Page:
We thought Derek Dooley would have to pass his first test on Sept. 4 against UT-Martin.
Really, though, that one's a gimme. So make it Sept. 11 against Oregon.
He didn't get to wait that long.
Dooley had to abandon a vacation Friday to deal with his first crises as coach of the University of Tennessee football program.
I'd prefer to let the latest episode of Vols Gone Wild get sorted out a little more before passing judgment. But I liked Dooley's initial reaction.
He didn't waste any time dropping the hammer on the most obvious offender, safety Darren Myles. Charged twice in less than four months for resisting arrest, Myles is gone.
More impressive, though, Dooley didn't hide behind the police report in dispensing further discipline.
He announced the indefinite suspensions of Greg King and Marlon Walls, even though neither had been identified in the incident report.
More announcements of disciplinary action are possible, even likely, as UT and the police sort through accounts of a bar fight on Cumberland Avenue in the wee hours of Friday morning.
But Dooley was ahead of the curve Friday.
Coaches have, on occasion, been known to tailor punishment to the police blotter if it will minimize the damage:
No charge or charges dropped? Hey, no punishment.
Dooley was an attorney before he was a football coach. He can do black and white, but he also distinguishes the shades of gray.
"I know what's right and wrong,'' he said Friday night, meeting with the media.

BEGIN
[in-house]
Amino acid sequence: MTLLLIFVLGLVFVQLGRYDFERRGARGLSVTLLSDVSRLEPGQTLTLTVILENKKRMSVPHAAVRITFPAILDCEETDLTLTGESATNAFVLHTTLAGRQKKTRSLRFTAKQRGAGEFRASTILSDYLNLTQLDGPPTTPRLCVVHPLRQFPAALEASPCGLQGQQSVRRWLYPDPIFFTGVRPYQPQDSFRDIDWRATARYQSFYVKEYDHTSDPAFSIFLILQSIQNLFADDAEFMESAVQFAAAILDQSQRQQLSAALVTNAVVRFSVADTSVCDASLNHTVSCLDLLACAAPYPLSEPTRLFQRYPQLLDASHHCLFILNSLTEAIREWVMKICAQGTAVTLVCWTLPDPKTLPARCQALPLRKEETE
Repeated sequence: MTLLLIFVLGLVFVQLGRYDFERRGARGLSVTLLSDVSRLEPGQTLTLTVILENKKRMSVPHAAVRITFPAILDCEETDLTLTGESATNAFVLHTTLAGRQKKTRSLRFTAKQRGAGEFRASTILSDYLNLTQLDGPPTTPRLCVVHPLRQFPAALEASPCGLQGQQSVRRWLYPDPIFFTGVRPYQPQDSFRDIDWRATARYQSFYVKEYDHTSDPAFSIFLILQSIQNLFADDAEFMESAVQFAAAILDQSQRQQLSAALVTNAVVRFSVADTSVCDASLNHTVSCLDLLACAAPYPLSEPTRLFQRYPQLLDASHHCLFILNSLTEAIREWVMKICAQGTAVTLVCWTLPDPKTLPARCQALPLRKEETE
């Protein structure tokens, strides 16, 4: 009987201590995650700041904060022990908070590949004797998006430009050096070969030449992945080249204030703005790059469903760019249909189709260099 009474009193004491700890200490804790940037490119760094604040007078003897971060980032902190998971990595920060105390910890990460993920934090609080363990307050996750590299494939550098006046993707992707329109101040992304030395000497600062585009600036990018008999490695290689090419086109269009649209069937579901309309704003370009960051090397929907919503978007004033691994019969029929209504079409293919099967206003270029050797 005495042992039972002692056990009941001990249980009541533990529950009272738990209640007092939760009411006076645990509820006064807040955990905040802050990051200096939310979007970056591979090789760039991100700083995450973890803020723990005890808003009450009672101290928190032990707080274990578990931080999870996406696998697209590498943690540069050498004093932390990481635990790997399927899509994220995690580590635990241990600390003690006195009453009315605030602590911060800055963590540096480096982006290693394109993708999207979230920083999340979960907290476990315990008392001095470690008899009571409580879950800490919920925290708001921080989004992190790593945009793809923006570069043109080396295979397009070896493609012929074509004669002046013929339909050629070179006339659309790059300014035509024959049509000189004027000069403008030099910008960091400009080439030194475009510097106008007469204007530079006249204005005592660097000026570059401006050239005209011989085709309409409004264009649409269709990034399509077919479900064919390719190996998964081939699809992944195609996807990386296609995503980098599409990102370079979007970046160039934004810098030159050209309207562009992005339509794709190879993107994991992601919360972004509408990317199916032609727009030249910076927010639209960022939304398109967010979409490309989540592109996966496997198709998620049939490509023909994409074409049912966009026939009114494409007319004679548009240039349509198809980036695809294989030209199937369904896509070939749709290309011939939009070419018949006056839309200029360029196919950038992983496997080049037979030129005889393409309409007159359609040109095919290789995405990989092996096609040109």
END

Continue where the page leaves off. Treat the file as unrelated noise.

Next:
"I know when you're charged with something, that doesn't (necessarily) mean you've done something terrible. And when you're not charged with something, you can do something really not good from a judgment standpoint.
"I'm always going to navigate it with that standard in mind, of what's right and wrong.''
From the January day he was hired after a hurry-up search to replace Lane Kiffin. Dooley has harped on character.
When it comes to character, every coach in every sport talks the talk. I believe Dooley walks the walk, too.
Besides recruiting and implementing his system on the field, he has spent considerable time laying the foundation for a character-enhancing system off the field.
Just last month he hired ex-Vol Andre Lott for the newly created position of Vol for Life/Character Education coordinator.
"We're going to build a structure that will educate, discipline and support our players,'' Dooley said.
He also has a book he reads to his three children (ages 6 to 11). The title is "Sticky Situations: 365 Devotions for Kids and Families.''
Simple stuff. Right-and-wrong stuff.
"It's a great book,'' Dooley said. "When you find yourself in a sticky situation, there's a lot of ways you can go.
"And understanding what the consequences are when you go a certain way, that's the educational component.''
OK, that sounds fine for Mister Rogers' Neighborhood.
But what about Mister Dooley's neighborhood - or Mister Saban's or Mister Richt's? These are neighborhoods where a sticky situation might involve a brawl or even a gun.
An off-duty policeman was left lying unconscious after the latest incident. That's a pretty tough neighborhood.
Judging from Friday's response, I wouldn't underestimate Dooley if I were one of his players. Even if he might sound like Mister Rogers at times, he's still got a paddle in his hand.
"Sometimes you have to fall really hard to really get it,'' he said.
What's right and wrong, and knowing the difference between the two.
It's an interesting premise for running a program.
Mike Strange may be reached at firstname.lastname@example.org or 865-342-6276.